This blog provides a meditation on the Episcopal daily readings along with a headline from world news:
Afghanis killed after prayer
The Angel with the Little Scroll
10And I saw another mighty angel coming down from heaven, wrapped in a cloud, with a rainbow over his head; his face was like the sun, and his legs like pillars of fire.2He held a little scroll open in his hand. Setting his right foot on the sea and his left foot on the land,3he gave a great shout, like a lion roaring. And when he shouted, the seven thunders sounded.4And when the seven thunders had sounded, I was about to write, but I heard a voice from heaven saying, ‘Seal up what the seven thunders have said, and do not write it down.’5Then the angel whom I saw standing on the sea and the land
raised his right hand to heaven
6 and swore by him who lives for ever and ever,
who created heaven and what is in it, the earth and what is in it, and the sea and what is in it: ‘There will be no more delay,7but in the days when the seventh angel is to blow his trumpet, the mystery of God will be fulfilled, as he announced to his servants* the prophets.’
8 Then the voice that I had heard from heaven spoke to me again, saying, ‘Go, take the scroll that is open in the hand of the angel who is standing on the sea and on the land.’9So I went to the angel and told him to give me the little scroll; and he said to me, ‘Take it, and eat; it will be bitter to your stomach, but sweet as honey in your mouth.’10So I took the little scroll from the hand of the angel and ate it; it was sweet as honey in my mouth, but when I had eaten it, my stomach was made bitter.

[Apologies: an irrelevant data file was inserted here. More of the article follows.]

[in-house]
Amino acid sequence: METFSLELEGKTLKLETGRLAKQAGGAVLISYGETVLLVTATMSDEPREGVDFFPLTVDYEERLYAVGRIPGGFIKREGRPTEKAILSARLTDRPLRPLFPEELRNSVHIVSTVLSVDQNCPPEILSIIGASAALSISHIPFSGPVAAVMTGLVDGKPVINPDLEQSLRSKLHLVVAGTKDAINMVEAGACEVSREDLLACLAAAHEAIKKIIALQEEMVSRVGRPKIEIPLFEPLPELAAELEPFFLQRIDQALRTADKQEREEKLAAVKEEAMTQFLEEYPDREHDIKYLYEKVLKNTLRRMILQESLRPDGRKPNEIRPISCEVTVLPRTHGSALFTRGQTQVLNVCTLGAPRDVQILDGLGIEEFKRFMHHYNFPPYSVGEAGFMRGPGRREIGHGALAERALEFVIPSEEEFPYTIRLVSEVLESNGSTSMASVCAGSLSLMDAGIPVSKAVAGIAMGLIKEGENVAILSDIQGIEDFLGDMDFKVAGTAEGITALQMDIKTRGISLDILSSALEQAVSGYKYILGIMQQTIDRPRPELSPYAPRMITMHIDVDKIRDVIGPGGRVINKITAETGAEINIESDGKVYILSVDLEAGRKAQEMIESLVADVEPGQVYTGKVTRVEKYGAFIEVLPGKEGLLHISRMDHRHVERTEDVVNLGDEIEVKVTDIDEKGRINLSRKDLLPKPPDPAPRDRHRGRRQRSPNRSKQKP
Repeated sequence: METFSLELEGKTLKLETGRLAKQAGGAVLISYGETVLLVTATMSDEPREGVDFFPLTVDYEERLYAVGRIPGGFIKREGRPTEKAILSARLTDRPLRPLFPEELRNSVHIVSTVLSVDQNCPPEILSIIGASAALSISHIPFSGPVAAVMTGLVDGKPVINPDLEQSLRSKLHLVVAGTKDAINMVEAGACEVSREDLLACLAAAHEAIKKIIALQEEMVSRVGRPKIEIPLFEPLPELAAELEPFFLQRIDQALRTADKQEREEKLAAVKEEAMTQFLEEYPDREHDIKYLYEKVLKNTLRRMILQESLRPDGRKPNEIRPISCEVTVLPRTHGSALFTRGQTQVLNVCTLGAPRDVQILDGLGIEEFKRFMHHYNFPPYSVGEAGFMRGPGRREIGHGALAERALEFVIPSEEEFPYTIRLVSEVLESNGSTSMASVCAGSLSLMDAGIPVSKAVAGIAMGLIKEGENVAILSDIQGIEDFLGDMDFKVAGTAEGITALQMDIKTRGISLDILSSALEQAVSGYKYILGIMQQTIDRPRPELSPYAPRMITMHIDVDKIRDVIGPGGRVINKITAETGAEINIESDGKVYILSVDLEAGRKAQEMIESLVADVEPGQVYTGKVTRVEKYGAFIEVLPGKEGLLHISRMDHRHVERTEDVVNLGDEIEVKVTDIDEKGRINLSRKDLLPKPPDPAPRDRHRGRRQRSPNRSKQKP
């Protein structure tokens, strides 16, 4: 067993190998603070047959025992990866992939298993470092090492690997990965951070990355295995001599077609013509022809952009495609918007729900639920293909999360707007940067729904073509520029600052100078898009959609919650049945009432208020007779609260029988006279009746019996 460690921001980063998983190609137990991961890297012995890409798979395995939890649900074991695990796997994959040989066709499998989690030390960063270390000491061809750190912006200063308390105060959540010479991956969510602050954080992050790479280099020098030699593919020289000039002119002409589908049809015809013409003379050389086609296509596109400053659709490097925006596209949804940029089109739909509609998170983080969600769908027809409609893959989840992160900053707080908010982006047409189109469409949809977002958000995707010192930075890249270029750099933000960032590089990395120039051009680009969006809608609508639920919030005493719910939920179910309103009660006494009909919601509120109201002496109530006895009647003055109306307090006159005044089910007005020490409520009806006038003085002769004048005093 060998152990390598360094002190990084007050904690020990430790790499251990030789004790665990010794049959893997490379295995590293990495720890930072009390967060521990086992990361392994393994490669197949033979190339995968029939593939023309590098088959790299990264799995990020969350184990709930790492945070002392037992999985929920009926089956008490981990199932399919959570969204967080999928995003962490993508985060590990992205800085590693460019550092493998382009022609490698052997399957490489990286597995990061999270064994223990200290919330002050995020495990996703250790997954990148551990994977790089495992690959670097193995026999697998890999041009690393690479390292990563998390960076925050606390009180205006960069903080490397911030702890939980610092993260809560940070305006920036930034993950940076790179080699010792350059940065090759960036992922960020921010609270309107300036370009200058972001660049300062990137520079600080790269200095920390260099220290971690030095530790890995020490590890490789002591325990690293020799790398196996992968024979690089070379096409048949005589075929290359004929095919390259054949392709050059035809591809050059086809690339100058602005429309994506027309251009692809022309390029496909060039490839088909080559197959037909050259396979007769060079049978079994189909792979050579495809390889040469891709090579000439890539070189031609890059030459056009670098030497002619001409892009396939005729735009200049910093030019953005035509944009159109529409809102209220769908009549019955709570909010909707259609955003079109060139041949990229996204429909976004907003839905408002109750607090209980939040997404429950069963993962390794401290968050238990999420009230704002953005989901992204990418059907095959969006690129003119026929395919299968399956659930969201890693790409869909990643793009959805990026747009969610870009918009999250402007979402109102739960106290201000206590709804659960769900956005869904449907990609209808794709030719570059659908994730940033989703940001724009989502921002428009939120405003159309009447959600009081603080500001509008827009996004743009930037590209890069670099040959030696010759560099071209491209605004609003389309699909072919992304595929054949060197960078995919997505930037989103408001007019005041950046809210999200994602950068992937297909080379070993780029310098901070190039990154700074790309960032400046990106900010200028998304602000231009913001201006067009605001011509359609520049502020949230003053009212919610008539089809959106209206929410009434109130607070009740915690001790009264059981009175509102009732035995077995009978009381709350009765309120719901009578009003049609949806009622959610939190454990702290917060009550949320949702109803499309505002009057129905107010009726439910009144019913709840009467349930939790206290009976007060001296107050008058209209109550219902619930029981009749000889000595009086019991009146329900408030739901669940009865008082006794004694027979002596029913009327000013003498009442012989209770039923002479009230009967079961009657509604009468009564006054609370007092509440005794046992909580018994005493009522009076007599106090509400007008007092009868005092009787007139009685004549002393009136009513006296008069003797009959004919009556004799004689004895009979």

11 Then they said to me, ‘You must prophesy again about many peoples and nations and languages and kings.’
Again the author tells the reader that there will be no more delay but goes on to depict a delay-in this case the story of the scroll and the task given to the author. There seems to be a contradiction here. The idea is that God has already done the decisive thing; the great judgement has already happened in the death- and -resurrection of Jesus, which judges the world forever. It is once-and-for-all. But on earth time still continues through the patience of God who holds back the final implementation of the judgement in order to give time for his servants to announce it as a warning and a call to repentance.
The splendid angel whose roar is matched by the seven thunders brings the scroll of the gospel which is also the judgement on the world. There are not two messages-one of good news and the other of bad: there is only the one gospel of the crucified lamb which is sweet in its promise of salvation but bitter in its call to suffering; sweet in the gift of life to those who heed it; bitter in its reward of death to those who reject it. Mingled joy and sorrow define the task of the faithful prophet.
It is an experience shared to some degree by all who try to announce the gospel truth in any place or time. When I preach the gospel I know that it runs counter to my own desire for comfort, security and success; and that many who hear it will dismiss it as unrealistic twaddle, unfit for use in the real world. Well, one day we’ll all hear what the seven thunders said.
The Lord’s Prayer
11He was praying in a certain place, and after he had finished, one of his disciples said to him, ‘Lord, teach us to pray, as John taught his disciples.’2He said to them, ‘When you pray, say: